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This document references a tutorial program organized by students from Yale for the benefit of students in St. Augustine. The flyer advises those interested in the program to stop by the SCLC office and fill out an information sheet.
Miss Dorothy P. Hill writes this letter to Dr. King thanking him for sending a copy of his book "Where do we go From Here: Chaos or Community?" As previous Director of the Summer Institute for Social Progress at Wellesley College, Hill learned that "skin color seems no bar to congeniality," and she knows of many others who have had similar positive experiences. Hill writes that she admires Dr. King for his principles and leadership ability.
Frances L. Lucas writes Dr. King concerning the actions taken to end segregation in a community in Albany, Georgia. Lucas also apologizes for not responding to Dr. Kings formal letter.
Straughton Lynd, Chairman of the Greater Atlanta Peace Fellowship, informs Dr. King of his organization and asks to meet regarding "the nuclear test ban negotiation." Lynd also encloses the organization's purpose statement.
This statement put forth by the Leadership Conference Executive Committee addresses the results of the Kerner Commission Report, in which the author stresses that without creating viable and integrated communities in our cities "we shall have no cities".
Dr. King wrote this article for the New York Amsterdam news in anticipation of the March On Washington. He hoped it would be a nonviolent "orderly massing of people." He discusses past meetings and rallies that suffered from low participation due to fear of association with the protest movement. Dr. King encourages supporters to be courageous enough to attend this march.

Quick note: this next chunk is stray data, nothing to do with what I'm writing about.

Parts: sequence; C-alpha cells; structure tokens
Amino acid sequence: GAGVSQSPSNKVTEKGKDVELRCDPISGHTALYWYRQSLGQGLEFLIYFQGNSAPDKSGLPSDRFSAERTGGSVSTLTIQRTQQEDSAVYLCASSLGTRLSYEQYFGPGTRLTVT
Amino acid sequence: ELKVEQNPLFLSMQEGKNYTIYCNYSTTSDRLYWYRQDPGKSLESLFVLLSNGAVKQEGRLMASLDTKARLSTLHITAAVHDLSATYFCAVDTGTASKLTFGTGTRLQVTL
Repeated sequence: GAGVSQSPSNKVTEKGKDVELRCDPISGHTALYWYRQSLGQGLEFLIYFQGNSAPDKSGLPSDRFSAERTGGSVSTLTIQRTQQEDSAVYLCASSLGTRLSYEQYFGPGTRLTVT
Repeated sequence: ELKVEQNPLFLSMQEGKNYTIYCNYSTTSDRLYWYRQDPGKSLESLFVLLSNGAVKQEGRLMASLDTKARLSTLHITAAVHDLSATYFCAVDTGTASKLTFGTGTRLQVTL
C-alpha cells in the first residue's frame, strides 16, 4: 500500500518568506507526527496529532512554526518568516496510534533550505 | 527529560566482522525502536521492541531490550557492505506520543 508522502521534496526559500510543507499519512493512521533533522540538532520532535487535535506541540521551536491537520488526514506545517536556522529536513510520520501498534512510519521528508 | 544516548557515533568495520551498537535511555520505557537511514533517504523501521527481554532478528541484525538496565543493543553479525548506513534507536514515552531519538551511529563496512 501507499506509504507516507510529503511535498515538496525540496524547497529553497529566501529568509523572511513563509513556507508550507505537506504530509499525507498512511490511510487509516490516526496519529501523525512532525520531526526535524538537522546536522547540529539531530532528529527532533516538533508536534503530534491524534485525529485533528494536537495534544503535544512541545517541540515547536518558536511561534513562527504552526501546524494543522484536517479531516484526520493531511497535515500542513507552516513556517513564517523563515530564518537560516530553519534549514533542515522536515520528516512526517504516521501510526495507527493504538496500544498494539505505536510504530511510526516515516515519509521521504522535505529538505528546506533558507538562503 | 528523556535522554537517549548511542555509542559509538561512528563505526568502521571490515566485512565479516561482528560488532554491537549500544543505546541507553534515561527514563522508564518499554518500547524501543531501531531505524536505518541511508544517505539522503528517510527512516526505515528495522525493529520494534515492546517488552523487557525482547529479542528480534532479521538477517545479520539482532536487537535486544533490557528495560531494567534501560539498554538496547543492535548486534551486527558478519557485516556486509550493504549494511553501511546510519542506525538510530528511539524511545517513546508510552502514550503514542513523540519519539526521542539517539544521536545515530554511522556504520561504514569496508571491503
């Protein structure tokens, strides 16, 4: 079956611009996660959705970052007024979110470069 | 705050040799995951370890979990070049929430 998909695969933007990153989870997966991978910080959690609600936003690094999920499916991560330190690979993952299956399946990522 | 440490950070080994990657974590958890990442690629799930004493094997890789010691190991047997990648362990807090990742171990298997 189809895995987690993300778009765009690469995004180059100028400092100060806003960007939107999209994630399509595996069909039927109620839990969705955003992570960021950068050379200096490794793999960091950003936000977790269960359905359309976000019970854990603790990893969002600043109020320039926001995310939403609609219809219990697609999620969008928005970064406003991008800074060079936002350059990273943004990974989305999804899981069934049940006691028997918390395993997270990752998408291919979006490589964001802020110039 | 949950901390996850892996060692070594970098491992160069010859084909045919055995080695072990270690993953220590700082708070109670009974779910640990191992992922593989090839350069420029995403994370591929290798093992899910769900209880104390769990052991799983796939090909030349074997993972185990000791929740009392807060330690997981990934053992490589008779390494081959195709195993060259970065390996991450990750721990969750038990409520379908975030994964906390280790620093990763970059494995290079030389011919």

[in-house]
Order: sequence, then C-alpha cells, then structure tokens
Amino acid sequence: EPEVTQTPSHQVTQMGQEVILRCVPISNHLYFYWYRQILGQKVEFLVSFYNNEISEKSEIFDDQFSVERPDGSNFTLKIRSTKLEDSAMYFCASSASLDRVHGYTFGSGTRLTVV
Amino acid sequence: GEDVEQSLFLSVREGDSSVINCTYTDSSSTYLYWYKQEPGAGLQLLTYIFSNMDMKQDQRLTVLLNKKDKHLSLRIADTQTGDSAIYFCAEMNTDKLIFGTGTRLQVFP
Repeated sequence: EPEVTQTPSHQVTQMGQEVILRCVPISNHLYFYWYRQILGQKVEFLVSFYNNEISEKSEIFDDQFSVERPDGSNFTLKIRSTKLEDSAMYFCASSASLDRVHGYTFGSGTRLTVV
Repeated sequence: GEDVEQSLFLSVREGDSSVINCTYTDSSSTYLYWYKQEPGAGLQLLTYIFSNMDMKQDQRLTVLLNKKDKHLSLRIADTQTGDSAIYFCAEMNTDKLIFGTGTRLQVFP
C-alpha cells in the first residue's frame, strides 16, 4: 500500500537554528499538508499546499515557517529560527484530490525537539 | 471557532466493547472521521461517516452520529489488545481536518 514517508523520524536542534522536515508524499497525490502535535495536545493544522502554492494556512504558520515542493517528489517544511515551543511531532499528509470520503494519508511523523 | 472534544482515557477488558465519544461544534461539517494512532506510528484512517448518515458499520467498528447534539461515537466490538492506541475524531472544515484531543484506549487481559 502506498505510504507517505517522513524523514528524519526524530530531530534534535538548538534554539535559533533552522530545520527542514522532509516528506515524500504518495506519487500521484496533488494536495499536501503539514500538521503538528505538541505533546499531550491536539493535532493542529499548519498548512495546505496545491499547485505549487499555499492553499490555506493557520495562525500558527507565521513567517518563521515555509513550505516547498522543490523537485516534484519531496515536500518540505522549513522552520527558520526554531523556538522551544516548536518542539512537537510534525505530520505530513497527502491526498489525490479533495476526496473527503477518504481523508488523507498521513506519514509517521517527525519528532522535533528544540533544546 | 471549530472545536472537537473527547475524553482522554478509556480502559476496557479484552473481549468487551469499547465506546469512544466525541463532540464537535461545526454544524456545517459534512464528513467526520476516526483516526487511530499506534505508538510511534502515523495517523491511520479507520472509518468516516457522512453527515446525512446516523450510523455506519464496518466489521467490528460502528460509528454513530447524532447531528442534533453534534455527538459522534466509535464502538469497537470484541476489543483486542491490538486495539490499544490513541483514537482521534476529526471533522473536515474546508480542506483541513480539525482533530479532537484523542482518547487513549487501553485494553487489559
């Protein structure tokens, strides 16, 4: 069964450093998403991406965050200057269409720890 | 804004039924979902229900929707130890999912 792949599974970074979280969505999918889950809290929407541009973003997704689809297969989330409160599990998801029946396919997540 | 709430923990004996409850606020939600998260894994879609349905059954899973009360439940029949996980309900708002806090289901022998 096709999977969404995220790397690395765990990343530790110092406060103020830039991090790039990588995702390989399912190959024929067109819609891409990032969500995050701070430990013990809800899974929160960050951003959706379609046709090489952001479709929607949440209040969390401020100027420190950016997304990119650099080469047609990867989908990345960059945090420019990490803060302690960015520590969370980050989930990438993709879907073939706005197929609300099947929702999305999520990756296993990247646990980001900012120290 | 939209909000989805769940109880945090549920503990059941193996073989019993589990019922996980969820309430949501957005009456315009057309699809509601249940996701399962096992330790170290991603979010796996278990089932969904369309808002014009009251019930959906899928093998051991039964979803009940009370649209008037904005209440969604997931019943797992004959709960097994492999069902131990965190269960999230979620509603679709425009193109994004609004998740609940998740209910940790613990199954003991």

Dora McDonald responds to Benjamin Brown of CORE on behalf of Dr. King. She tells Mr. Brown of Dr. King's travels and urges him to pick up a copy of "Why We Can't Wait" in order to find a fitting quote to publish in the "CORE Guide."
Japanese Representatives write Dr. and Mrs. King inviting them to the 13th World Conference against atomic and hydrogen bombs.
Dr. King thanks Senate Minority leader Senator Everett McKinley Dirksen (R-Illinois) for his role in helping to pass the Civil Rights Act of 1964. Dirksen was one of a handful of Republican Senators that helped break a southern Democratic filibuster designed to prevent the passing of this legislation.
In the attainment of civil rights, Dr. King stresses the importance and urgency of "NOW". He further expounds on the immediate and effective actions that should be exercised by the Federal government to better the society.
In a sermon entitled "Shattered Dreams", Dr. King opens with a passage from Romans 15:24. The Reverend continues with the expansion of hopes and the contrast of shattered dreams. Delivering this message from a theological vantage point, Dr. King closes with "Christian faith makes it possible for us nobly to accept that which cannot be changed, to meet disappointments and sorrow with an inner poise..."
Dr. King writes an imaginary letter to modern day Christians from the perspective of the apostle Paul. In the letter, Paul praises his listeners for their technological advancements, yet reprimands them for their spiritual degradation. He encourages them to uphold Christian values despite outside factors.
Wyatt Walker comments on the positive relations between Jews and African Americans and asks Dr. King to support the new nation of Israel.